Reconciled to Jesus Christ is not about ownership, it is about grace. To be reconciled to God through Jesus Christ is to open up the imagination for new possibilities. Look to the Christian margins to people with a historically negative relationship to property: First Nations/Indigenous People and Africans. Westerners stole and possessed these individuals’ lands and stole and possessed their bodies as property. The Indigenous and African people’s forced relationship to property opens up another horizon of imagination for what it means to be Christian.
Language and imagery
The ECF Vital Practices article, “Icons: One Thousand Painted Prayers,”[iv] gives an example of opening up new possibilities of being Christian. It is miraculous that an eight-year-old African American boy, showing a visitor to his church, also eight and African American, an Ethiopian icon of Jesus Christ crucified, tells him, “Jesus looks just like you.” The vast majority of language, imagery and material present Jesus as a Western European man with pale skin.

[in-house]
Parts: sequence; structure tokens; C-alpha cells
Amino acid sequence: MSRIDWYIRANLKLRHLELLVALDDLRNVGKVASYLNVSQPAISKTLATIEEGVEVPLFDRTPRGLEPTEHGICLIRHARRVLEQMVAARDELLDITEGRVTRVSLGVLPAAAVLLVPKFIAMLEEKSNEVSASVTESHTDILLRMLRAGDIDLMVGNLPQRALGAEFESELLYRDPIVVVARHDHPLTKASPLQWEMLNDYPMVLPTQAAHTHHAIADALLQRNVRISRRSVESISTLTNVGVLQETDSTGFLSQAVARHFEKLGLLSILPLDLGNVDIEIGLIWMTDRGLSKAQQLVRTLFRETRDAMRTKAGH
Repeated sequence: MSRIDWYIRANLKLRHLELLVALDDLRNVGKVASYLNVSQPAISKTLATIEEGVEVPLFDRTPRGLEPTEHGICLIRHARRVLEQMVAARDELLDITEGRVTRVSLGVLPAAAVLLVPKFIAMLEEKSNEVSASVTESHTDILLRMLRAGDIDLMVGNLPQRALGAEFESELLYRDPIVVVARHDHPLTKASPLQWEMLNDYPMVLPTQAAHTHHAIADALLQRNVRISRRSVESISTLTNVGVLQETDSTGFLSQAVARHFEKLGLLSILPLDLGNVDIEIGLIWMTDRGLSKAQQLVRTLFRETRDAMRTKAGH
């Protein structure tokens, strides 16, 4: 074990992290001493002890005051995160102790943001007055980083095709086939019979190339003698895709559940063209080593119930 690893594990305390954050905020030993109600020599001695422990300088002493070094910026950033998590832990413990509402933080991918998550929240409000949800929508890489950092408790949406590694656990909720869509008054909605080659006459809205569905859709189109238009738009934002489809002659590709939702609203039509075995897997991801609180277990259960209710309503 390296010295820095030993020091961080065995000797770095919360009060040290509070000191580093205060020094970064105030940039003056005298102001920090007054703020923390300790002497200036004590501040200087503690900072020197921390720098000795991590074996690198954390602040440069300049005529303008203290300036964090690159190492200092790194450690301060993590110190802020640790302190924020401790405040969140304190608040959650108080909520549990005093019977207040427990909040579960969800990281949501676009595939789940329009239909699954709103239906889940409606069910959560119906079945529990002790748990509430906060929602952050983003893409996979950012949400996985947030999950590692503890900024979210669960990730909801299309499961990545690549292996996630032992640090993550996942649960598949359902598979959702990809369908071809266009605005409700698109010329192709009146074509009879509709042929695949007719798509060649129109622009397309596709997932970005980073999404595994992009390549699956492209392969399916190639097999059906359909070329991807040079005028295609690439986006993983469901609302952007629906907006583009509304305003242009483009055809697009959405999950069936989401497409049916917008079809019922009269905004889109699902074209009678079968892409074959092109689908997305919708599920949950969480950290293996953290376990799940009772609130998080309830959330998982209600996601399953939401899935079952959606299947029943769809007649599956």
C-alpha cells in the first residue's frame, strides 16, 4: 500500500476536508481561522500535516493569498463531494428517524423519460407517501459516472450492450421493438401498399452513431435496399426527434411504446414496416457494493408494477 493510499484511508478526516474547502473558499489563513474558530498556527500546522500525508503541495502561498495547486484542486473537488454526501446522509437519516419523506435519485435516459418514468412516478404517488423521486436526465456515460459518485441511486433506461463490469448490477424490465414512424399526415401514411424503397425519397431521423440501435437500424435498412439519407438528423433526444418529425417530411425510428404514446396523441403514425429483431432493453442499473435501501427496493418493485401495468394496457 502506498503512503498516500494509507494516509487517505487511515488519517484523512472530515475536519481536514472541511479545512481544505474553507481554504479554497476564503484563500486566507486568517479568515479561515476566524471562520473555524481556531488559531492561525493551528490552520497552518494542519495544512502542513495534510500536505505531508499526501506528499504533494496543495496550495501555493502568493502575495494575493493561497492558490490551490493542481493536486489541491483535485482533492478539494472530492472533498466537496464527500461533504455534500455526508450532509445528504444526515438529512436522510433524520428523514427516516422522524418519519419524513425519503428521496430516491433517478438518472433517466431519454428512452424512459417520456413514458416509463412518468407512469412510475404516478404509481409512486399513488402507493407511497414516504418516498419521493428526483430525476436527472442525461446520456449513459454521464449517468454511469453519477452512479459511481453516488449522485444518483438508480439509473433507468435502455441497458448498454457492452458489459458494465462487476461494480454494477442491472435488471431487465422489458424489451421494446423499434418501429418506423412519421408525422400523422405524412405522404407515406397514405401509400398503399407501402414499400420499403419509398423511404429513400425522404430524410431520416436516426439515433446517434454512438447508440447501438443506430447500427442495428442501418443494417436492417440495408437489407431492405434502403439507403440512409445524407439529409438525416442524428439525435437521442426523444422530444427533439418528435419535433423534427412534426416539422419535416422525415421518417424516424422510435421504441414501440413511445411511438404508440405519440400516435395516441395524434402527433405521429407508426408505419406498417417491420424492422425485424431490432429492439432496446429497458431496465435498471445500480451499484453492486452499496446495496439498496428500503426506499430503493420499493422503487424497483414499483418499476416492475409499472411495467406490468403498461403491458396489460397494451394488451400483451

Worship is at the heart of Christianity. Worship practices can continue to bind us to a Western Christ. I witnessed an African American seminary professor state that the first time she saw herself in the breaking of the Communion bread was when the celebrant used a baked host with many shades of brown and black. Most churches use bleached white Communion bread, communicating a theology of racial whiteness as purity. The English language continues to be a vehicle for racism within the biblical context mapping light to white (European) and dark to black (African).